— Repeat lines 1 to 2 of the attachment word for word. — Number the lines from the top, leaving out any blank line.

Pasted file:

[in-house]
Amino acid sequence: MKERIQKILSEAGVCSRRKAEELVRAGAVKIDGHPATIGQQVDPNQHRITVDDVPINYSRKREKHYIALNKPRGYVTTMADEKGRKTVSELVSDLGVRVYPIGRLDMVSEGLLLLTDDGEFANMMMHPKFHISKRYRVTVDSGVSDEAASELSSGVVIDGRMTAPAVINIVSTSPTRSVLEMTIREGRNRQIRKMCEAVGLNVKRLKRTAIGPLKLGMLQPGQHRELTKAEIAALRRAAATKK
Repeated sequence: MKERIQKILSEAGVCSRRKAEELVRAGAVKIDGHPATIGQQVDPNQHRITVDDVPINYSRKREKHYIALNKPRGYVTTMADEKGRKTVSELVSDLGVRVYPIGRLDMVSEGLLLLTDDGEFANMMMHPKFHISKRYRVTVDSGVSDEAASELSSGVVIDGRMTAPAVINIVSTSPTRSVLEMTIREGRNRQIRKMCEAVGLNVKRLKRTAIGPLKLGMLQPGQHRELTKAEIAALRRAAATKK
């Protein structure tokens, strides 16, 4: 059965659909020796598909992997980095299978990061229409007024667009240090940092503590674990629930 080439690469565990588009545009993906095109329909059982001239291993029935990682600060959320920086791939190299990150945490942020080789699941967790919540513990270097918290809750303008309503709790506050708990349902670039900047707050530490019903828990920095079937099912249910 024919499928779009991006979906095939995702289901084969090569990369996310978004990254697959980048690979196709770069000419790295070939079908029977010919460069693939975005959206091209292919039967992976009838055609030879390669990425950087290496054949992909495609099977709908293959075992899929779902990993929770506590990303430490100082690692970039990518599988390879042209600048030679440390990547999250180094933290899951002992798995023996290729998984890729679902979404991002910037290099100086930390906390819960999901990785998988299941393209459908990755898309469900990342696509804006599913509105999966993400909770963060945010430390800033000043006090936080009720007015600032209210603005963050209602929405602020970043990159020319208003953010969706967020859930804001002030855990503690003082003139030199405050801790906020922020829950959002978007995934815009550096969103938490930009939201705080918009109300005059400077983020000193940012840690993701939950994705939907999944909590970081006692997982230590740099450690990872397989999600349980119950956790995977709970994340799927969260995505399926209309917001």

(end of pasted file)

[in-house]
Amino acid sequence: MKERIQKILSEAGVCSRRKAEELVRAGAVKIDGHPATIGQQVDPNQHRITVDDVPINYSRKREKHYIALNKPRGYVTTMADEKGRKTVSELVSDLGVRVYPIGRLDMVSEGLLLLTDDGEFANMMMHPKFHISKRYRVTVDSGVSDEAASELSSGVVIDGRMTAPAVINIVSTSPTRSVLEMTIREGRNRQIRKMCEAVGLNVKRLKRTAIGPLKLGMLQPGQHRELTKAEIAALRRAAATKK